[ec2-beta] document: EC2 Ubuntu sudo Guide

Michael Greenly mgreenly at gmail.com
Sun Mar 8 15:03:04 GMT 2009

> Well, the use of a non-root 'admin' user is just part of the standard
> Ubuntu setup. I don't think that this should ever change for an AMI
> image of Ubuntu (provided by Ubuntu or Canonical, that is), unless it
> has already changed as part of the base OS, that is. Given that the
> AMIs are 'post-installation', the choice of the administrative user
> has already been made, and it's 'ubuntu' rather than your own name ...

I disagree.  It shouldn't do something different than every other AMI unless
there' s some advantage.  On any machine that supports logins with a
password there are arguably some advantages in going that route but when you
don't allow password authentication the only advantage I'm aware of is that
sudo provides some logging.

Except that 'sudo su' works and that steps right past all the logging.

I'm just hoping that the people who made the decision to deviate from the
norm can point me to some literature that describes why it was a good idea?
If changes that effect security are being made without adequate planning
that concerns me.

> Perhaps I'm missing something in this conversation here; what are you
> using the Ubuntu AMI images for? Do you want to run them directly, or
> use them as the base for your own images? If you are going to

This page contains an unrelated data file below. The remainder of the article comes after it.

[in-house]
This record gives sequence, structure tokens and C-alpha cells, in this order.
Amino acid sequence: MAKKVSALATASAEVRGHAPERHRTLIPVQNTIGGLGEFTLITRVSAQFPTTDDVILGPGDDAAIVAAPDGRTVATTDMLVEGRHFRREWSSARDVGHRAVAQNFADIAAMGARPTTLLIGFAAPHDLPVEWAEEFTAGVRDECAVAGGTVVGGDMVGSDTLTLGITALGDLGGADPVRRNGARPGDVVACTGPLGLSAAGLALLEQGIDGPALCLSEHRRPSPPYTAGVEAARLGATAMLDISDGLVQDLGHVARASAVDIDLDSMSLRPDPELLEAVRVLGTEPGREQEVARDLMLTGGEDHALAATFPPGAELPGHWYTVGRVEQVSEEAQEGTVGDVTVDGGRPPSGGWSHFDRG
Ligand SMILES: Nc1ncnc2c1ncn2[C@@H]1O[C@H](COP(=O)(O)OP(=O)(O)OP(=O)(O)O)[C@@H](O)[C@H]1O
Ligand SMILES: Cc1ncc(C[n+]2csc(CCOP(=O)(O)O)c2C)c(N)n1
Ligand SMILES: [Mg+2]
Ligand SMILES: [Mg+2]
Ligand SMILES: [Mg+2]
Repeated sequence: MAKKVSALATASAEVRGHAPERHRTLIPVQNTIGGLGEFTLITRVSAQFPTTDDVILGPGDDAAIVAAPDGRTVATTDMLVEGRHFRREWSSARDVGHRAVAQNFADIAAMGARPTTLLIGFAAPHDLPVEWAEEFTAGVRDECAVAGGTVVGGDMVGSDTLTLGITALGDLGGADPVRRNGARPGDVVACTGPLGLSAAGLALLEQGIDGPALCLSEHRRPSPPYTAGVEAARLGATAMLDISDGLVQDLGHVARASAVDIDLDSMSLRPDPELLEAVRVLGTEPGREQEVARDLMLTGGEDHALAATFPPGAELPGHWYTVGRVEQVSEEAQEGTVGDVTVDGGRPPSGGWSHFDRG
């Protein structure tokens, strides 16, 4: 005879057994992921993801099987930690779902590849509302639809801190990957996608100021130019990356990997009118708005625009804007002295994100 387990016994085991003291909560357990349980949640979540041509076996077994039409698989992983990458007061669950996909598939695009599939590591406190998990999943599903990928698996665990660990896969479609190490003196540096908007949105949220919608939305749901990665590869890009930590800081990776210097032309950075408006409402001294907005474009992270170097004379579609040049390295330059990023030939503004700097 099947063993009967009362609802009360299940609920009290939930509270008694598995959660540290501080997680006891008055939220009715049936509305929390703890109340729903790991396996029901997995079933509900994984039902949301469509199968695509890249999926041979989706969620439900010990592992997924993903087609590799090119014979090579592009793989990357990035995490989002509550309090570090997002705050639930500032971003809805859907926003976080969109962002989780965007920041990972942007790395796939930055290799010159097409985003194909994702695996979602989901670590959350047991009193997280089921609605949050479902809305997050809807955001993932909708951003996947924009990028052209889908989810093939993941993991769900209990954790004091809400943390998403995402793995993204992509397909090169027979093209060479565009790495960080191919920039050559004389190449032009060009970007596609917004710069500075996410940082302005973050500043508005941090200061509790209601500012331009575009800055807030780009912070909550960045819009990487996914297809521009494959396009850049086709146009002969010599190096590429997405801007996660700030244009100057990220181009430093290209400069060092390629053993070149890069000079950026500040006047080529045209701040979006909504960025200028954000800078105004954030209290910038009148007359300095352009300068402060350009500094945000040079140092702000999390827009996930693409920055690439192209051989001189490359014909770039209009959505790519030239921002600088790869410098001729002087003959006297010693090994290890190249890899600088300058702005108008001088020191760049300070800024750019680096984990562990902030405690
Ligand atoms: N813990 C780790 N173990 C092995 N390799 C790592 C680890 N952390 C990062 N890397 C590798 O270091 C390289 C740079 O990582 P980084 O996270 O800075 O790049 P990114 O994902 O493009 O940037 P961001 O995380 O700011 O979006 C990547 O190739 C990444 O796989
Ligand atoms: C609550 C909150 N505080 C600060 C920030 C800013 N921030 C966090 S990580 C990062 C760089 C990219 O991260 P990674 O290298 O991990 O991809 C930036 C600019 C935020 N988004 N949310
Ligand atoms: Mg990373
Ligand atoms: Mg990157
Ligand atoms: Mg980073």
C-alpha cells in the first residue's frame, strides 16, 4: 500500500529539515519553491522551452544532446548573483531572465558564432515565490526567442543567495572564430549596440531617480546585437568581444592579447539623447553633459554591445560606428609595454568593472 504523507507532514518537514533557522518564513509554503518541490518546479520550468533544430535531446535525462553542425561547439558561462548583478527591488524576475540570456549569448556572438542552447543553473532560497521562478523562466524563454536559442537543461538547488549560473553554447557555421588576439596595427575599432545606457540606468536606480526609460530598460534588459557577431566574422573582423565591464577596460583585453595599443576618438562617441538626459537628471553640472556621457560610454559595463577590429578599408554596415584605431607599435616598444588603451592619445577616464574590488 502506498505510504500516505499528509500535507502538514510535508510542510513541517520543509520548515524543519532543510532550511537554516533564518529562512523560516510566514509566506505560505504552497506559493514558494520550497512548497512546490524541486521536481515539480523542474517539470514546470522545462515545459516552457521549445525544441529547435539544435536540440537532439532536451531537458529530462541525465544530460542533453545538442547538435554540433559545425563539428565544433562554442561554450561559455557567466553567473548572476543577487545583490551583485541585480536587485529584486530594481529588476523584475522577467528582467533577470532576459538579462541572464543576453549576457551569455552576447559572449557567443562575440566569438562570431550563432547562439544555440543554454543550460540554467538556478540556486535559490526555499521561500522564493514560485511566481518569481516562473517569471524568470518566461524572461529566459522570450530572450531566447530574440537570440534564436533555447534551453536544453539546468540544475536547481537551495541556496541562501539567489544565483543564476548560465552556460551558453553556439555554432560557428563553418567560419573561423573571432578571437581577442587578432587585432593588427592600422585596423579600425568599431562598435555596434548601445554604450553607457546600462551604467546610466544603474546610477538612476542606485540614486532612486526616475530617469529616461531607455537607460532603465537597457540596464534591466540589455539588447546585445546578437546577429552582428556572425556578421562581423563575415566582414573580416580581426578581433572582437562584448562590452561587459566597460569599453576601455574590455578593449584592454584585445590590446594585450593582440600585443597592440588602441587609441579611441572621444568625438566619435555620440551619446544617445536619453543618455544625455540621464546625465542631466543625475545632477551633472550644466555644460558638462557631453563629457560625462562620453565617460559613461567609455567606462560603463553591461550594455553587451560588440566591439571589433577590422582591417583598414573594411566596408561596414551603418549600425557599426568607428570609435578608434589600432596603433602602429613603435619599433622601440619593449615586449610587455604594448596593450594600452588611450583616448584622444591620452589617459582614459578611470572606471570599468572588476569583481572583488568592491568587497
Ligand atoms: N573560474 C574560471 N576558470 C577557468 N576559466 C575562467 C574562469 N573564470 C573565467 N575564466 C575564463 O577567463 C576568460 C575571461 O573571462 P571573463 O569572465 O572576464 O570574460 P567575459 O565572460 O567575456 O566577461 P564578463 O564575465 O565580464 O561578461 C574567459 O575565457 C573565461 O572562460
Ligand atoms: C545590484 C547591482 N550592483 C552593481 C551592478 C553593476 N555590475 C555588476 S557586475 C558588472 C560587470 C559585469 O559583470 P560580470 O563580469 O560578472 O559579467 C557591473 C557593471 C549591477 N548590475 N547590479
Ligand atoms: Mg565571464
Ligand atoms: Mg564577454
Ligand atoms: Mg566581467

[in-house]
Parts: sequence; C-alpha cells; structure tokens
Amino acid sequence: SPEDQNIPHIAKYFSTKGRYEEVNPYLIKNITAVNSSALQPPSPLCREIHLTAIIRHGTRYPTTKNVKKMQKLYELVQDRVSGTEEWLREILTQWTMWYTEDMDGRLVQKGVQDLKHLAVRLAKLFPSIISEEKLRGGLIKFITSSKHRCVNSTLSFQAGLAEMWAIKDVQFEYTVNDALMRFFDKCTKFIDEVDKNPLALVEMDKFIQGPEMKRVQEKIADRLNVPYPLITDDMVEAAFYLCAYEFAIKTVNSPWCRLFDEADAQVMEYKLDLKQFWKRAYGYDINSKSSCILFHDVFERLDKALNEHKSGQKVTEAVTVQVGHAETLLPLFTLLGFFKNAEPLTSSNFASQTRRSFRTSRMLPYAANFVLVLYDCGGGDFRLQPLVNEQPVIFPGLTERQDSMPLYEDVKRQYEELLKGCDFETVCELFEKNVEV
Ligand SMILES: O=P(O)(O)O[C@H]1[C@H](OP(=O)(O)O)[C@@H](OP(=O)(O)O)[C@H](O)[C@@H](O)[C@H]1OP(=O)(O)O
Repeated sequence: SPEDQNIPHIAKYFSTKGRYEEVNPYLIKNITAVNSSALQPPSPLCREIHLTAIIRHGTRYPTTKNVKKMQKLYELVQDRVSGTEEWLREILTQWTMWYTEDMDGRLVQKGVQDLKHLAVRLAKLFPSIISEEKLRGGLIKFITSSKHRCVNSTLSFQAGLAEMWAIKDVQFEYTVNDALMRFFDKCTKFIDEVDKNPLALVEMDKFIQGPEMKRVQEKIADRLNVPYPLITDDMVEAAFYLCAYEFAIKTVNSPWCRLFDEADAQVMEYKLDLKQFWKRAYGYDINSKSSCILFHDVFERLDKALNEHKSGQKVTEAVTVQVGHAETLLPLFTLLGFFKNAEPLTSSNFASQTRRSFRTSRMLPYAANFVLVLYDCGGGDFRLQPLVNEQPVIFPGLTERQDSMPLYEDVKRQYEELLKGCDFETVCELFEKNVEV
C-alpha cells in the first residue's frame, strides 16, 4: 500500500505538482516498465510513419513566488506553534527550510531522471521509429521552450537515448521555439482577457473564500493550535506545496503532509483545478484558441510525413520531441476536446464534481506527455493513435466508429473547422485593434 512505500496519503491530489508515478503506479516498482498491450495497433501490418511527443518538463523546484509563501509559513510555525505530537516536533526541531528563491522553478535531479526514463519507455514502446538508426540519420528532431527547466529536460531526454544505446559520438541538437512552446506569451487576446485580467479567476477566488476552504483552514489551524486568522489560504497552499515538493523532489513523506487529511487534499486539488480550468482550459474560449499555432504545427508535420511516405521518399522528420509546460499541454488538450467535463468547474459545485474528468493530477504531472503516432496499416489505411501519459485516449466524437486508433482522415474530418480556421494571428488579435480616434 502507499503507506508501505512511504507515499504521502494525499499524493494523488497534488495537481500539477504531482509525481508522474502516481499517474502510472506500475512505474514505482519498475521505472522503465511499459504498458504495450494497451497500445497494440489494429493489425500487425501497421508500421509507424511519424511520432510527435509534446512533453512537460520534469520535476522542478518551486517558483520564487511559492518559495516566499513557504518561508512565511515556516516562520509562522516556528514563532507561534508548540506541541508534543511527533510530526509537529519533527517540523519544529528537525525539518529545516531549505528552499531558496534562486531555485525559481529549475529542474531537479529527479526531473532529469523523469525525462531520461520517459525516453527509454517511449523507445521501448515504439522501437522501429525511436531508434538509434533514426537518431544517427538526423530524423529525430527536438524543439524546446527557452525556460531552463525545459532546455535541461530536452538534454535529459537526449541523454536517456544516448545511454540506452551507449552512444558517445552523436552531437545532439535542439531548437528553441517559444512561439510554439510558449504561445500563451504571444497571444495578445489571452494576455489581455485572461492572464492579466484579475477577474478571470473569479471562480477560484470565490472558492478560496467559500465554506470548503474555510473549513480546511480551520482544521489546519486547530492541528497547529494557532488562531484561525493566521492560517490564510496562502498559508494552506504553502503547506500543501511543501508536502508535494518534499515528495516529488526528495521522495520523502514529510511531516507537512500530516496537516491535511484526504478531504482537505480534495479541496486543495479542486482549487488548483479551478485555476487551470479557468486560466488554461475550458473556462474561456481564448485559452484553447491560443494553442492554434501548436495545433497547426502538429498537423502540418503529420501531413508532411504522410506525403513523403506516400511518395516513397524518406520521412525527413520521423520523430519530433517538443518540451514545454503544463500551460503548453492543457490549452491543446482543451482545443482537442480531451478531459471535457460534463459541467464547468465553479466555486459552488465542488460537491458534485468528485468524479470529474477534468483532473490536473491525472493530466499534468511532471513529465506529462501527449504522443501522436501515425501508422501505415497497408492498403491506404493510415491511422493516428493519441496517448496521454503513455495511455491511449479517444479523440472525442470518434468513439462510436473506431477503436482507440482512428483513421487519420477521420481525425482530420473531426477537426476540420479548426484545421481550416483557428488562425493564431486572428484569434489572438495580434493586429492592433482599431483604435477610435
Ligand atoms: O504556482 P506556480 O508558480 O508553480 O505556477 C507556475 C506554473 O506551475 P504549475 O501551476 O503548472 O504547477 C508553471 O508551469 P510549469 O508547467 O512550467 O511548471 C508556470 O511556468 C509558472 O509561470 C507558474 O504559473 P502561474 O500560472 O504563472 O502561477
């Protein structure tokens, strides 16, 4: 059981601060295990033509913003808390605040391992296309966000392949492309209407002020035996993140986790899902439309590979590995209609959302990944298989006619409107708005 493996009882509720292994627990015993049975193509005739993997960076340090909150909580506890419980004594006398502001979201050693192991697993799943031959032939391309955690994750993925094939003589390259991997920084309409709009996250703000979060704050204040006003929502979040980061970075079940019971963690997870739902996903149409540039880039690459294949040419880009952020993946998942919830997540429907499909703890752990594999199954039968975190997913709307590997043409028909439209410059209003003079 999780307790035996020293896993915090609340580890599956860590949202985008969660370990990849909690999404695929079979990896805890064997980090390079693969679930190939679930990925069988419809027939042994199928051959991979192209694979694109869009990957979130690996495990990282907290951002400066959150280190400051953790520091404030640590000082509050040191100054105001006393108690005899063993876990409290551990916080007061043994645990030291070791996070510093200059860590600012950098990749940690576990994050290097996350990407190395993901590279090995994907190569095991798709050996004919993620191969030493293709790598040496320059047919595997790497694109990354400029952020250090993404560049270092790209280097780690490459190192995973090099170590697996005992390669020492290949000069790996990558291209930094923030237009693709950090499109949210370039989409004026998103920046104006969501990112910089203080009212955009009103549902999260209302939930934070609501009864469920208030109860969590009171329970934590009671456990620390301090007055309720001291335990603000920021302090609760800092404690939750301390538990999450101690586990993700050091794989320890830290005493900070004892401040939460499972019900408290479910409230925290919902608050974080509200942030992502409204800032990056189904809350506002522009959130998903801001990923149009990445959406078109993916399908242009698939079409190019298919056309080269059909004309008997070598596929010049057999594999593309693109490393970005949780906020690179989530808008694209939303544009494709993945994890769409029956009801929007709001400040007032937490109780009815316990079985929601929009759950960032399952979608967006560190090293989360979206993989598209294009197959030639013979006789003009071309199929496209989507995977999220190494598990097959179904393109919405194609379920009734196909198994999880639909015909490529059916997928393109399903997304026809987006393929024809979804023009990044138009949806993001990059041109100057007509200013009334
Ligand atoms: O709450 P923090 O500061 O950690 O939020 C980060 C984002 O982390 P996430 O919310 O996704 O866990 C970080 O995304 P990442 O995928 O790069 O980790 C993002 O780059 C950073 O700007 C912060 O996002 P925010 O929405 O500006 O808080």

> customise and make your own images, then if you find something you
> don't like, change it :-)

The Ububut AMI's don't do anything themselves.  They have no services
preconfigured.  So they're always the base for a customized configuration.

> > Reading Eric's notes and the comments below it seems that extra
> > security is being added at the wrong level.
> If there's something *specific* to EC2 about your suggestion, then
> it's relevant. Obscuring the ssh port in this way doesn't seem to be
> especially specific to EC2 -- it is of some value, but is essentially
> only security by obscurity (not that there's anything wrong with that,
> used as an extra layer -- just don't use it as the only layer of
> defence!). All SPA does in terms of information theory is increase the
> amount of secret data that must be known/presented before getting that
> all-important shell prompt.

My personal preference is to run SSH on non standard ports and to limit
connections to known hosts.

As a side note, in case this hasn't occurred to any else.  Elastic IPs make
it very easy to limit in bound connections to specific IP addresses.  You
create an transient server to act as an intermediate.  You only bring the
transient server from a fresh AMI when you need to make connections.  This
means that it usually isn't up and gives attackers very little time to
target it.  Then you configure the applicaiton server to only accept
connections from the IP address assigned to the transient server.

> > Hopefully fwknop support can be built in by default - ideally it'd
> > become the AWS's recommended (Linux) practice :)
> > Of course people (Canonical?) may not want admin's to have to run some
> > SPA/fwknop client script before ssh'ing, in which case perhaps a
> > Ubuntu server config option could be 'fwknop protected ssh login'?
> fwknop doesn't seem to be packaged for either Debian or Ubuntu yet, so
> that's the first step. No point considering it for official AMIs if it
> isn't even packaged for the OS yet :-)
> -jim
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Michael Greenly
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